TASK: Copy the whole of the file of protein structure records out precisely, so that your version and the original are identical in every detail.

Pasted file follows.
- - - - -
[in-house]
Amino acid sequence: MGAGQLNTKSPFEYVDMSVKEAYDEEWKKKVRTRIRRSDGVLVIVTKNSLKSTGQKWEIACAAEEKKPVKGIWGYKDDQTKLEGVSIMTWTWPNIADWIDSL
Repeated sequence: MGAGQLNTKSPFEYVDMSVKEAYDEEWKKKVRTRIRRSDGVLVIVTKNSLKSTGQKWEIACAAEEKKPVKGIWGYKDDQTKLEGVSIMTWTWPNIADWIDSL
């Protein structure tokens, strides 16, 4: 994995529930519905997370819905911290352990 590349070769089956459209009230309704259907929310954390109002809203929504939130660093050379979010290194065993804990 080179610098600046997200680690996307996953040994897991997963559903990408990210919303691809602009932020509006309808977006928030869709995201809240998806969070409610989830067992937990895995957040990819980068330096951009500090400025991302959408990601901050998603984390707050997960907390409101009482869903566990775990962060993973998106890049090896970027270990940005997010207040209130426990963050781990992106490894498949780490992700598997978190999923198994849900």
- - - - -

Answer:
[in-house]
Amino acid sequence: MGAGQLNTKSPFEYVDMSVKEAYDEEWKKKVRTRIRRSDGVLVIVTKNSLKSTGQKWEIACAAEEKKPVKGIWGYKDDQTKLEGVSIMTWTWPNIADWIDSL
Repeated sequence: MGAGQLNTKSPFEYVDMSVKEAYDEEWKKKVRTRIRRSDGVLVIVTKNSLKSTGQKWEIACAAEEKKPVKGIWGYKDDQTKLEGVSIMTWTWPNIADWIDSL
């Protein structure tokens, strides 16, 4: 994995529930519905997370819905911290352990 590349070769089956459209009230309704259907929310954390109002809203929504939130660093050379979010290194065993804990 080179610098600046997200680690996307996953040994897991997963559903990408990210919303691809602009932020509006309808977006928030869709995201809240998806969070409610989830067992937990895995957040990819980068330096951009500090400025991302959408990601901050998603984390707050997960907390409101009482869903566990775990962060993973998106890049090896970027270990940005997010207040209130426990963050781990992106490894498949780490992700598997978190999923198994849900």